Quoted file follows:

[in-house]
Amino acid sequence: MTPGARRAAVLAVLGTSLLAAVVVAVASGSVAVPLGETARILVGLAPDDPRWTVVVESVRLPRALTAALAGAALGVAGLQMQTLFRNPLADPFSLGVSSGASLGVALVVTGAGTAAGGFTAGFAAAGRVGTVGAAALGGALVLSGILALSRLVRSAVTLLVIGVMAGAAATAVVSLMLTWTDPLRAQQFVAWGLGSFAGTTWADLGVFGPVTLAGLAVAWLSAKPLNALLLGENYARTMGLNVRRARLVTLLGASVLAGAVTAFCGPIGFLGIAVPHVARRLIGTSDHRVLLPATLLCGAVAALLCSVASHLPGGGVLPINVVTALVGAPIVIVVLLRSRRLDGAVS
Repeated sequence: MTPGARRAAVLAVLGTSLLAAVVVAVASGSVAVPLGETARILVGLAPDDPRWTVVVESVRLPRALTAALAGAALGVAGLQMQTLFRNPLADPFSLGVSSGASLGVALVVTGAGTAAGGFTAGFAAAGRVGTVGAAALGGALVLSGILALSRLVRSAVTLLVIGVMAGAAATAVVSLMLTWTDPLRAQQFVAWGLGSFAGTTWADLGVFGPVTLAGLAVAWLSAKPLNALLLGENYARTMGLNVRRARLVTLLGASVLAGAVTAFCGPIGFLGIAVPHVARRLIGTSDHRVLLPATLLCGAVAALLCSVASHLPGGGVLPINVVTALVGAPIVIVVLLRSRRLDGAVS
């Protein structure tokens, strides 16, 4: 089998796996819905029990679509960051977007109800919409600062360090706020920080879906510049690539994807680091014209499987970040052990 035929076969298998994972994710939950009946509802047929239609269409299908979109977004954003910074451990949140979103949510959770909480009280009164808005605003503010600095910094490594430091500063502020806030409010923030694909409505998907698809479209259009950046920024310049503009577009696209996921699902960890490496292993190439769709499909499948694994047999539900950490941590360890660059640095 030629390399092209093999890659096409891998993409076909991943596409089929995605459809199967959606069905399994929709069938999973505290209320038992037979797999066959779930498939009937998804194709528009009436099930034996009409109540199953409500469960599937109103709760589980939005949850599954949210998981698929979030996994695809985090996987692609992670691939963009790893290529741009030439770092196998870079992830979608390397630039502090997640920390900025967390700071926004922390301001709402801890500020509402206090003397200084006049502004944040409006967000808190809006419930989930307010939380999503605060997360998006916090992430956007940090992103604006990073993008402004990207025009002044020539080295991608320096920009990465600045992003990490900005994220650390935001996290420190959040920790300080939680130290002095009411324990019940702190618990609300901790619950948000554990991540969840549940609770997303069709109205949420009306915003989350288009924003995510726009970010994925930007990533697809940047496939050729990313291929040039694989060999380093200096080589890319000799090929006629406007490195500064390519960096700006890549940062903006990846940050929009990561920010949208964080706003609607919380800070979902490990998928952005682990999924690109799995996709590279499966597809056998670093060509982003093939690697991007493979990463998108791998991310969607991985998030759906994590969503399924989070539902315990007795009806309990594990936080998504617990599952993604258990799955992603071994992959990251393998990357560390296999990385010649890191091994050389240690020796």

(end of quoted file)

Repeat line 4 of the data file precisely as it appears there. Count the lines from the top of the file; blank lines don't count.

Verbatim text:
């Protein structure tokens, strides 16, 4: 089998796996819905029990679509960051977007109800919409600062360090706020920080879906510049690539994807680091014209499987970040052990 035929076969298998994972994710939950009946509802047929239609269409299908979109977004954003910074451990949140979103949510959770909480009280009164808005605003503010600095910094490594430091500063502020806030409010923030694909409505998907698809479209259009950046920024310049503009577009696209996921699902960890490496292993190439769709499909499948694994047999539900950490941590360890660059640095 030629390399092209093999890659096409891998993409076909991943596409089929995605459809199967959606069905399994929709069938999973505290209320038992037979797999066959779930498939009937998804194709528009009436099930034996009409109540199953409500469960599937109103709760589980939005949850599954949210998981698929979030996994695809985090996987692609992670691939963009790893290529741009030439770092196998870079992830979608390397630039502090997640920390900025967390700071926004922390301001709402801890500020509402206090003397200084006049502004944040409006967000808190809006419930989930307010939380999503605060997360998006916090992430956007940090992103604006990073993008402004990207025009002044020539080295991608320096920009990465600045992003990490900005994220650390935001996290420190959040920790300080939680130290002095009411324990019940702190618990609300901790619950948000554990991540969840549940609770997303069709109205949420009306915003989350288009924003995510726009970010994925930007990533697809940047496939050729990313291929040039694989060999380093200096080589890319000799090929006629406007490195500064390519960096700006890549940062903006990846940050929009990561920010949208964080706003609607919380800070979902490990998928952005682990999924690109799995996709590279499966597809056998670093060509982003093939690697991007493979990463998108791998991310969607991985998030759906994590969503399924989070539902315990007795009806309990594990936080998504617990599952993604258990799955992603071994992959990251393998990357560390296999990385010649890191091994050389240690020796």